4 MIN. DE LECTURA
* H1 profit rises 23 pct to A$617 mln, despite currency hit
* Swine flu vaccine helps offset drop in Gardasil royalties
* Sees year profit at upper end of 14-24 pct rise, constant $ * Shares jump 5 percent, have underperformed over past year (Adds analyst, CEO comments, share price)
By Sonali Paul
MELBOURNE, Feb 17 (Reuters) - Australian vaccine and blood products maker CSL Ltd (CSL.AX) stuck to its full year profit forecast after reporting a 23 percent rise in first-half profit, which beat broker forecasts and sent its shares up 5 percent.
First-half profits were bolstered by sales of the H1N1 swine flu vaccine and seasonal flu vaccines and stronger margins in its main business, blood plasma products, which offset a drop in royalties from its HPV cervical cancer vaccine.
Analysts said the result beat forecasts largely due to swine flu vaccine sales, which are not expected to be as strong in the second half.
"This was always going to be skewed to the first half because swine flu is a first-half story," said UBS analyst Andrew Goodsall.
Governments that had been stocking up on swine flu vaccines for the northern winter did not need as much as they first thought because researchers found that one dose is effective, rather than the two doses they first thought were needed.
CSL, which competes against Baxter Healthcare (BAX.N) and Spain's Grifols (GRLS.MC), said it still expects a full year profit between A$970 million and A$1.07 billion ($875 million and $965 million) based on current rates, or toward the upper end of a 14-24 percent rise based on last year's exchange rates.
Analysts had been expecting a flat profit around A$1.02 billion this year, based on their own currency assumptions, as the group has been buffeted by a weaker U.S. dollar, with the bulk of its earnings from offshore.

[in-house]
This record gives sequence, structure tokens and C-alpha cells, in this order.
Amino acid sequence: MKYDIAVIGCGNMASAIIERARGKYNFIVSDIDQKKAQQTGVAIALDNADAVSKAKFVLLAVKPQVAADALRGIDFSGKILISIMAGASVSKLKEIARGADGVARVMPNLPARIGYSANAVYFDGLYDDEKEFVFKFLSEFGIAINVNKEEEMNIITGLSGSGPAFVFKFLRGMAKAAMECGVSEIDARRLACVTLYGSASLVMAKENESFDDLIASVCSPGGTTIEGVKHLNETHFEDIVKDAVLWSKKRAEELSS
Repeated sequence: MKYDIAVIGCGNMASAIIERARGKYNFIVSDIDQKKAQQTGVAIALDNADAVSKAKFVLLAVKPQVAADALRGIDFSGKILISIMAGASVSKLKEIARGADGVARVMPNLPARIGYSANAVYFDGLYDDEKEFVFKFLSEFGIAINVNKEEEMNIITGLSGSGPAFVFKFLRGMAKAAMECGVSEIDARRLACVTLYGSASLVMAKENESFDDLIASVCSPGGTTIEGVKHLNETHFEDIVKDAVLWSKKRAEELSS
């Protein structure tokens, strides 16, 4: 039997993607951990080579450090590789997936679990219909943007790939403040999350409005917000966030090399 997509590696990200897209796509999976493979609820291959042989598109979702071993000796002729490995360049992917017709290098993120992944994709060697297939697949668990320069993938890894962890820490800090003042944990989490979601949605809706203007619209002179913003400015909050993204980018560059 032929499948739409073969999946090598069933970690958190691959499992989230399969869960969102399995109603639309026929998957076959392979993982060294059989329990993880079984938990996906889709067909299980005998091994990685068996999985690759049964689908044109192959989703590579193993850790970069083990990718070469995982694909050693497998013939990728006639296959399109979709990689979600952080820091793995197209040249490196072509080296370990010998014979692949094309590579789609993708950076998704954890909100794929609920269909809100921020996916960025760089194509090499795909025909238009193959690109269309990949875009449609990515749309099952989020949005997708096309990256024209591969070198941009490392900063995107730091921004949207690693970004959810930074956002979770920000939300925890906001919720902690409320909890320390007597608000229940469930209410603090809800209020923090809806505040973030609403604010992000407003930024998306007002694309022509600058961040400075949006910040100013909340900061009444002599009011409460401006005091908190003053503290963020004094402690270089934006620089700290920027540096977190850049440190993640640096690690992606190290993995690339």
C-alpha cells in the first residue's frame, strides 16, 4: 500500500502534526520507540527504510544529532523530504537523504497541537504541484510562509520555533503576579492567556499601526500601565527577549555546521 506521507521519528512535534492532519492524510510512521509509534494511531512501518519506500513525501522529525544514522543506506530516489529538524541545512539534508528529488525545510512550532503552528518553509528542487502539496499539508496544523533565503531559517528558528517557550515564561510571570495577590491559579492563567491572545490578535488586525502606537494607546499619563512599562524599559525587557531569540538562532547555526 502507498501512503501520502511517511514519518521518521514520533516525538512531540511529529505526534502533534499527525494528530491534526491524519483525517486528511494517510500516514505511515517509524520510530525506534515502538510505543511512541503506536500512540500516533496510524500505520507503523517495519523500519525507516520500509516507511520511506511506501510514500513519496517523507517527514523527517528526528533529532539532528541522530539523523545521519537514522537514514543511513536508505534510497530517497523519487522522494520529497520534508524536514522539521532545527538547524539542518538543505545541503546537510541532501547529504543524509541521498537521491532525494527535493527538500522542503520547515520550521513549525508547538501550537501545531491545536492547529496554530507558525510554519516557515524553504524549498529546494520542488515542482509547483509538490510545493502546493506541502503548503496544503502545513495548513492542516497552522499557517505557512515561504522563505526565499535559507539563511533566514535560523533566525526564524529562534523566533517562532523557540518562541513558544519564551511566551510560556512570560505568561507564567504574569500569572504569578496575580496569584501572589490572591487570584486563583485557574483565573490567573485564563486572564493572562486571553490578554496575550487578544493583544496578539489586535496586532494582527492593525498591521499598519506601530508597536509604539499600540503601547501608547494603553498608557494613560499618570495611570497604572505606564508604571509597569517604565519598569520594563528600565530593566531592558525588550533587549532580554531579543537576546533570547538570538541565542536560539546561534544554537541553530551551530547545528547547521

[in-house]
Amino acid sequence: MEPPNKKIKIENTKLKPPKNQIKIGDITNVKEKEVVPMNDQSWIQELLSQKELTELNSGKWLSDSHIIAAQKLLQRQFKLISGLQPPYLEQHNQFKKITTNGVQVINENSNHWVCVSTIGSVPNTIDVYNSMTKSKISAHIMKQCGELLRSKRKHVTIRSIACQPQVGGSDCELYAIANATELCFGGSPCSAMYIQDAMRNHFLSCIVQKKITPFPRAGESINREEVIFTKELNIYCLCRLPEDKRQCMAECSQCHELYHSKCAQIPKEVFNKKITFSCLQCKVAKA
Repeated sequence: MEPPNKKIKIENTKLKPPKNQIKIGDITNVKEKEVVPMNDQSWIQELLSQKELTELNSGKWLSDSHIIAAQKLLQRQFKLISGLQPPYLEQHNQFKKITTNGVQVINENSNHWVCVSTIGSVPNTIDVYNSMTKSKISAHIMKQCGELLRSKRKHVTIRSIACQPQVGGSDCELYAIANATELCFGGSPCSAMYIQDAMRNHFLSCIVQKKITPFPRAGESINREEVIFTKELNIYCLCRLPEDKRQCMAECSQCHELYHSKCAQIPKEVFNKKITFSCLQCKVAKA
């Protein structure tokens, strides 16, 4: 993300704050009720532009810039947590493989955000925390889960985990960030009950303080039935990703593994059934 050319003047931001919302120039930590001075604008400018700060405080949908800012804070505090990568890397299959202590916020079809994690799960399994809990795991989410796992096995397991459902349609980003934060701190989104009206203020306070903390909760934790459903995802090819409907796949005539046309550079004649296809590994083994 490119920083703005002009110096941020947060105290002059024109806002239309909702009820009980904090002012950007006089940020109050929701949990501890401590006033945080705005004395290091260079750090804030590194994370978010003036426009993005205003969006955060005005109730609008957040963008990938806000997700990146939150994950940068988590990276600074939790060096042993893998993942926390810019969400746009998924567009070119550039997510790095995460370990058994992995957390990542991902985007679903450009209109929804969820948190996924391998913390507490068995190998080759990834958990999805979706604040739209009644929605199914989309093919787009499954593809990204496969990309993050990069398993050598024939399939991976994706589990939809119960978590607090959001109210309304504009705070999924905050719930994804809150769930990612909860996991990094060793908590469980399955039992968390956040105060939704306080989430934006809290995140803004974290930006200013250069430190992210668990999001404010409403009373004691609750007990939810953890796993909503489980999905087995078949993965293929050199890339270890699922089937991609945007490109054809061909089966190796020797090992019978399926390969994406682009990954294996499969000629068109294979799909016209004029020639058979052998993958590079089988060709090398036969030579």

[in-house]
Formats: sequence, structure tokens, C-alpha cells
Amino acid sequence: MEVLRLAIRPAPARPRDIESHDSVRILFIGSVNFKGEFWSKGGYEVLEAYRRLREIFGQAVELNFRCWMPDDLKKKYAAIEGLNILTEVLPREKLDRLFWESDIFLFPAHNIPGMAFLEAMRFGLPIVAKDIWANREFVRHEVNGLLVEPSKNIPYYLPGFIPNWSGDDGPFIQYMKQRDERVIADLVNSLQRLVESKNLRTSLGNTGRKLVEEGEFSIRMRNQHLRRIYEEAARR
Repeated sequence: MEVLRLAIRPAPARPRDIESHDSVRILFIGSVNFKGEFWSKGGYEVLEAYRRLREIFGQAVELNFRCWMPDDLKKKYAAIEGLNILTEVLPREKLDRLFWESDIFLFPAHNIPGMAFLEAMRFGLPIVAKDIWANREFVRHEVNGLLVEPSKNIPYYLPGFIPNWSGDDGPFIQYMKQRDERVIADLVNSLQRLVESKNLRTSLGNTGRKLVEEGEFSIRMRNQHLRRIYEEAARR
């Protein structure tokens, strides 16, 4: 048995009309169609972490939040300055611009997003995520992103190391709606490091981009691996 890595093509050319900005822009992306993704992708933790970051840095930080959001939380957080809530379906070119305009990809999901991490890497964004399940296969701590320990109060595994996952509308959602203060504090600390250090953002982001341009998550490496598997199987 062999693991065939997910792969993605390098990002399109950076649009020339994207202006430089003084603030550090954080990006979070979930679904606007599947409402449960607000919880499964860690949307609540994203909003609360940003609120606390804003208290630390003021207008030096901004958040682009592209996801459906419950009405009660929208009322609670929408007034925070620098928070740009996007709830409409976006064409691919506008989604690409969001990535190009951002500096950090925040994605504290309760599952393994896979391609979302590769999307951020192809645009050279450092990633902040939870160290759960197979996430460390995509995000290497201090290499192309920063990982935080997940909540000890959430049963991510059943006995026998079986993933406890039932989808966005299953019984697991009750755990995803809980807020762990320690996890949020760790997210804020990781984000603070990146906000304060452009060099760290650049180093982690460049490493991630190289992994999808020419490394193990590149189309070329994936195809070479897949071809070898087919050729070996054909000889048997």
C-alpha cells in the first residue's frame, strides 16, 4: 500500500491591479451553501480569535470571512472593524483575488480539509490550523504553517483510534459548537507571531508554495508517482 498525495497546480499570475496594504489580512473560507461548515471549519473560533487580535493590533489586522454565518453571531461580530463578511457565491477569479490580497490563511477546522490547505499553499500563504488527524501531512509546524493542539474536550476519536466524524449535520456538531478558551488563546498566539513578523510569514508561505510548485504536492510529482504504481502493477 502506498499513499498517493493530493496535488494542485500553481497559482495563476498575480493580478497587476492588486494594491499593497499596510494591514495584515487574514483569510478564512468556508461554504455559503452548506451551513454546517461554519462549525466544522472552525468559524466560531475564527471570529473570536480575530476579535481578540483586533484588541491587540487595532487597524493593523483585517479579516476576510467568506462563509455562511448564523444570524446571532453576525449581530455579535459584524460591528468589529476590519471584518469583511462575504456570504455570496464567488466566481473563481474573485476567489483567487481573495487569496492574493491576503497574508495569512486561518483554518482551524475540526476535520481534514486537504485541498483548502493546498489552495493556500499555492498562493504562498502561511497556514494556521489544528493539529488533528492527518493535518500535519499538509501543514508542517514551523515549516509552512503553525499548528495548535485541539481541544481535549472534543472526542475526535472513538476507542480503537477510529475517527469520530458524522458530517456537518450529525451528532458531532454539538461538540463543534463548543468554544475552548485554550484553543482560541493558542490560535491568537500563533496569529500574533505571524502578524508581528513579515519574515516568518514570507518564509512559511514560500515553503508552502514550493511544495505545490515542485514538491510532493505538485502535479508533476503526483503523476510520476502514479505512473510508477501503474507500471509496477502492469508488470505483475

In the second half, the company also faces falling royalties on its HPV cervical cancer vaccine, sold as Gardasil by Merck & Co (MRK.N) and Cervarix by GlaxoSmithKline (GSK.L) as countries like Australia have completed immunisation "catch-up" programmes.
CSL's shares were up 5.1 percent at A$33.89, outpacing a 2 percent gain in the broader market. The stock has underperformed the S&P/ASX 200 index over the past year, falling almost 10 percent compared to a 35 percent gain in the index.
One risk to CSL's shares stems from an expanding class action brought by U.S. hospitals, joined last week by the prestigious Mayo Clinic, against CSL and Baxter, alleging that they colluded to control plasma products prices.
CSL has repeatedly said it believes there is no substance to the allegations, first made last year by the U.S. Federal Trade Commission when it blocked CSL's $3.1 billion bid for smaller U.S. rival Talecris Biotherapeutics TLCR.O.
"We are very clear on this. We have done nothing wrong. We are very confident in our position, and we will defend it vigorously," McNamee told reporters.
He sees the lawsuit as part of the "rich tapestry of life doing business in America" and said the legal process could take some time.
CSL Managing Director Brian McNamee said the group's result in the first-half reflected a tough market, with growing U.S. unemployment making it harder for patients to pay for treatments, and as distributors and hospitals cut stocks of blood products.
"Prices haven't gone up. Profits are coming from their own manufacturing efficiencies," said UBS's Goodsall.
Net profit before one-offs rose to A$617 million ($556 million) for July-December from A$502 million a year earlier, well ahead of analysts' forecasts of around A$526 million.
Gardasil sales fell A$66 million from a year earlier, reflecting the end of an immunisation catch-up programme in Australia. H1N1 flu vaccine sales contributed A$160 million. ($1=1.109 Australian Dollar) (Editing by Jeremy Laurence and Lincoln Feast)